By David Blyweiss, M.D., Advanced Natural Wellness
September 21, 2018
- Is coffee messing with your cardiovascular health?
- The dark side of coffee
- Espresso? French press? Which coffee is best for your heart?
There are a lot of health benefits associated with drinking coffee. People who drink it regularly often have a greatly reduced risk of Alzheimer’s disease, diabetes and even stroke.
When you consider the fact that coffee contains more than 1000 compounds, this actually makes a great deal of sense. It’s chock-full of all sorts of antioxidants, polyphenols and other phytonutrients that exert protective benefits.
But it turns out that, if you brew your coffee the wrong way, it has a very a dark side. One that could send your cardiovascular health into a downward spiral.
The Dark Side of Coffee
Believe it or not, how your coffee is brewed can make a huge difference to your heart health.
You see, the oils produced by coffee contain two decidedly unhealthy substances, cafestol and kahweol. Both of these compounds tend to wreak havoc on your cholesterol and triglyceride levels.
However, when you prepare coffee with a filter, the filter traps and removes them. But if drink espresso, French press or boiled coffee – all of which are unfiltered – these destructive chemicals remain intact.
When you ingest them, they immediately go to work to…
- Raise your LDL cholesterol levels
- Boost levels of apolipoprotein B (apoB)
- Trigger the production of homocysteine
- Send your triglycerides soaring
Now, if you read the September 12, 2018 issue of Advanced Natural Wellness, you know that apoB is the protein associated with small, dense LDL particles that clog your arteries. It also tends to damage LDL particles via oxidation, which makes matters even worse.
Homocysteine is another threat to your arteries. When levels of this amino acid get too high, it irritates the lining of your arteries. It also cause your blood to clot more easily and may increase your blood pressure. This can be disastrous if your blood vessels are already stiff and narrow.
High triglycerides also contribute to blocked arteries and interfere with normal blood clotting. Plus, excess levels may slow blood flow and lead to more small, dense low-density lipoproteins. That’s more bad news for your heart health.
But don’t despair!
Remember, it’s only unfiltered coffee that produces these horrible, heart-threatening side effects. So it doesn’t mean you have to give up the java.
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Espresso? French Press? Which is the Best for Your Health?
These days coffee connoisseurs are purchasing their own espresso machines and French press coffee makers. Some are buying fresh coffee beans and boiling them to create their own special brews.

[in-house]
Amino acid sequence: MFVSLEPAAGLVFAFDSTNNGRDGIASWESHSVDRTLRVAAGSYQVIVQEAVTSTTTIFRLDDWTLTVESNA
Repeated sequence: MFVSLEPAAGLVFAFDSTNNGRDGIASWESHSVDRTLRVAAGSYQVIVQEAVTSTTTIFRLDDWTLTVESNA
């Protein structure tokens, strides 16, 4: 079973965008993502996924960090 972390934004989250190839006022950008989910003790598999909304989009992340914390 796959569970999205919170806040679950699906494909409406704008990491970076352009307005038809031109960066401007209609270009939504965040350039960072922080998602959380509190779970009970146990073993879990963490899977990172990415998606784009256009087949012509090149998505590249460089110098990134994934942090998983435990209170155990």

And while I hate to throw a damper on the java party, if you want to protect your cardiovascular health, a filtered pot of coffee is the best way to go.
Personally, I use a glass coffee maker. It’s not a machine. In fact, it’s pretty old school. It’s simply a glass carafe with a paper filter. I measure out my own organic coffee blend, and then just pour boiling water through the filtered grounds.
I prefer this over standard coffee makers, and for good reason. Most of today’s drip coffee makers are made of plastic. And the newer, fancier brewers use plastic coffee pods. All of these plastics leach into your coffee when they’re exposed to heat.
This contributes to estrogen dominance in men, breast cancer in women, reproductive disorders in both sexes and a whole host of other problems that are only now being explored in depth. So it’s always best to avoid them.
I also lean towards darker roasts. Due to the roasting process, these darker preparations have the lowest yields of cafestol, while lighter roasts have the highest.
And don’t forget to select a blend made from organic coffee beans. It’s the only way to avoid exposure to heavy pesticide residue.
Bhupathiraju SN, et al. Changes in coffee intake and subsequent risk of type 2 diabetes: three large cohorts of US men and women. Diabetologia. 2014 Jul;57(7):1346-54.
Eskelinen MH, et al. Midlife coffee and tea drinking and the risk of late-life dementia: a population-based CAIDE study. J Alzheimers Dis. 2009;16(1):85-91.
Larsson SC, et al. Coffee consumption and risk of stroke: a dose-response meta-analysis of prospective studies. Am J Epidemiol. 2011 Nov 1;174(9):993-1001.
Whayne TF Jr. Coffee: A Selected Overview of Beneficial or Harmful Effects on the Cardiovascular System? Curr Vasc Pharmacol. 2015;13(5):637-48.
Zhang C, et al. Cafestol extraction yield from different coffee brew mechanisms. Food Research International. 2012;49(1):27-31